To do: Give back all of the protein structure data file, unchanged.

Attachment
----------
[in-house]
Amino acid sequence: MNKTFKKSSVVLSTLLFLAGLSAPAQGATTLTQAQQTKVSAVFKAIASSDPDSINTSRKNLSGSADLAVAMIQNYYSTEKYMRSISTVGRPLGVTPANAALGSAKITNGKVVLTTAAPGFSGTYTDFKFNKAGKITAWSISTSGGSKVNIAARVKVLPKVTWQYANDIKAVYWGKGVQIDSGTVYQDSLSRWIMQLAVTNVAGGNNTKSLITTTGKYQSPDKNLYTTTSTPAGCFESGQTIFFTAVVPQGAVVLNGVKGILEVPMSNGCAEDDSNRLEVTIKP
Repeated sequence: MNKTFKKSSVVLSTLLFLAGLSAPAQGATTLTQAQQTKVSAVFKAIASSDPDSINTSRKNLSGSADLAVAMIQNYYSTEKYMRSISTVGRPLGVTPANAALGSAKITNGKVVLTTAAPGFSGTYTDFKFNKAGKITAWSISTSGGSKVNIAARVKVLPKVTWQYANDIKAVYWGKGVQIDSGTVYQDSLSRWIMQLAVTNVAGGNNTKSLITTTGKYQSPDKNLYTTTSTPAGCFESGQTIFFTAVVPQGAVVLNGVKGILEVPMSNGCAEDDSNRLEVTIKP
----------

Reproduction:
[in-house]
Amino acid sequence: MNKTFKKSSVVLSTLLFLAGLSAPAQGATTLTQAQQTKVSAVFKAIASSDPDSINTSRKNLSGSADLAVAMIQNYYSTEKYMRSISTVGRPLGVTPANAALGSAKITNGKVVLTTAAPGFSGTYTDFKFNKAGKITAWSISTSGGSKVNIAARVKVLPKVTWQYANDIKAVYWGKGVQIDSGTVYQDSLSRWIMQLAVTNVAGGNNTKSLITTTGKYQSPDKNLYTTTSTPAGCFESGQTIFFTAVVPQGAVVLNGVKGILEVPMSNGCAEDDSNRLEVTIKP
Repeated sequence: MNKTFKKSSVVLSTLLFLAGLSAPAQGATTLTQAQQTKVSAVFKAIASSDPDSINTSRKNLSGSADLAVAMIQNYYSTEKYMRSISTVGRPLGVTPANAALGSAKITNGKVVLTTAAPGFSGTYTDFKFNKAGKITAWSISTSGGSKVNIAARVKVLPKVTWQYANDIKAVYWGKGVQIDSGTVYQDSLSRWIMQLAVTNVAGGNNTKSLITTTGKYQSPDKNLYTTTSTPAGCFESGQTIFFTAVVPQGAVVLNGVKGILEVPMSNGCAEDDSNRLEVTIKP